This refers to your edit “The political freelancer” (June 28). It is amply clear that small political parties are nothing more than the personal fiefdoms of their leaders. Most of these parties do not stand for any clear political ideology. So, in effect, they play the role of pressure groups to extract benefits from the government of the day. It may, therefore, be time to revisit, not just the anti-defection law, but also the role of a party whip in enforcing discipline.
Kishor Kulkarni Mumbai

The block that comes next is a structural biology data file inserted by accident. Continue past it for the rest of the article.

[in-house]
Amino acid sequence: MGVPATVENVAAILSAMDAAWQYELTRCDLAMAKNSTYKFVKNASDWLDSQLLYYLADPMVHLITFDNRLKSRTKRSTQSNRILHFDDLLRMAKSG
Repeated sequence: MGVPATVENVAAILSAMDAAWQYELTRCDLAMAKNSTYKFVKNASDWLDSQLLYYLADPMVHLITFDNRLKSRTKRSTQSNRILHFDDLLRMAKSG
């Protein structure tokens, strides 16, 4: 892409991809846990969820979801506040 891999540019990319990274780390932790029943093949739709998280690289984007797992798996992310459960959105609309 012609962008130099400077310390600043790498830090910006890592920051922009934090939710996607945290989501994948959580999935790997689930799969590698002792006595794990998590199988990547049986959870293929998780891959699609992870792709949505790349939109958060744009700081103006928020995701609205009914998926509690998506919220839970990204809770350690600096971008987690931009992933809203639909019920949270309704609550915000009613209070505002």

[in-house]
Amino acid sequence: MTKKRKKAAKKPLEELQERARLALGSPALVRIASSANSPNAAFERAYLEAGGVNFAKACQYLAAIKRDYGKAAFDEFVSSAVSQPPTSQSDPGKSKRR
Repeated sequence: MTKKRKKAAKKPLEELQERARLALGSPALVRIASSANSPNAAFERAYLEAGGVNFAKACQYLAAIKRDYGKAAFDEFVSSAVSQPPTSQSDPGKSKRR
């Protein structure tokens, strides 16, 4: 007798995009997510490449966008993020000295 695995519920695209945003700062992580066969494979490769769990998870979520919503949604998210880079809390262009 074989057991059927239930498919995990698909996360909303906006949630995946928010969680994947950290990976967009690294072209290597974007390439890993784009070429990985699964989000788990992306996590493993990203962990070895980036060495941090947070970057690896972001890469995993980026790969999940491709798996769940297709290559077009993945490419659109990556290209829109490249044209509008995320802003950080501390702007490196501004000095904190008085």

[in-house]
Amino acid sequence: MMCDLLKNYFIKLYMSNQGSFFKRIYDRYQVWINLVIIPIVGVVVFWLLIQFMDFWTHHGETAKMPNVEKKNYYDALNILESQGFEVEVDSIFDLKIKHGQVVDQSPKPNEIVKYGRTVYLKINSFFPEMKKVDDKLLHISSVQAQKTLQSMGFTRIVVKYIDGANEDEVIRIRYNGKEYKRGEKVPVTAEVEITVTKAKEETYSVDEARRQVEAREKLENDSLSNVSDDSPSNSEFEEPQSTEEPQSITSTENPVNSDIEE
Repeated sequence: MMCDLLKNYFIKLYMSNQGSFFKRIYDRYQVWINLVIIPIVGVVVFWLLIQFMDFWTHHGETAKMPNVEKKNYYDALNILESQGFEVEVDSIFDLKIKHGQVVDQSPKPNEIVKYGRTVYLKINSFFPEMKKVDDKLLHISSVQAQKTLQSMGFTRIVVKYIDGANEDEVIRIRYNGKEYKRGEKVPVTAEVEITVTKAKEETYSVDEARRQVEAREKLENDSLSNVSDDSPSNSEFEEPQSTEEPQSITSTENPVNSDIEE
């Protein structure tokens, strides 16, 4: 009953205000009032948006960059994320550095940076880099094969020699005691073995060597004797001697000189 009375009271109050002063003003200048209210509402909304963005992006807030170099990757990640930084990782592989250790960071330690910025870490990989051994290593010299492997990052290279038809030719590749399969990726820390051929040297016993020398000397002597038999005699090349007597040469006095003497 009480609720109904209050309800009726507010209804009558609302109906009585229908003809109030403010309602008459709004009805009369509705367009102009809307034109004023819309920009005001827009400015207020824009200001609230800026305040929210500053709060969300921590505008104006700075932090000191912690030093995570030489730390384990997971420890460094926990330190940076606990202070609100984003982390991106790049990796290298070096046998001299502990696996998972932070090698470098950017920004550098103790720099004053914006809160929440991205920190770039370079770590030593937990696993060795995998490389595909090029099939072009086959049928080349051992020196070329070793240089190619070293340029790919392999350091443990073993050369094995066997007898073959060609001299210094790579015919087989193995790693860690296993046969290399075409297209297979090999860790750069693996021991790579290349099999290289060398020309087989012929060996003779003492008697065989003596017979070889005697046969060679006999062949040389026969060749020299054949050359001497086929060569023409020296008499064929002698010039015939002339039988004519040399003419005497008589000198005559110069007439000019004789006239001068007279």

...and unholy alliances
You have rightly asserted that coalitions in India are based on personal considerations and not on ideologies or policies. The United Progressive Alliance-II is a testament to this fact. Of what value, then, are our MPs and MLAs’ votes? We need stronger anti-defection laws, and electoral reforms to ensure that elections are fought on policies and programmes and not on money, power or freebies. Perhaps a ministry to monitor and regulate political parties, and ensure inner party democracy, transparent funding and so on could be set up to stop the rot.
N Ramamurthy Chennai
Letters can be mailed, faxed or e-mailed to:
The Editor, Business Standard
Nehru House, 4 Bahadur Shah Zafar Marg
New Delhi 110 002
Fax: (011) 23720201
All letters must have a postal address and telephone number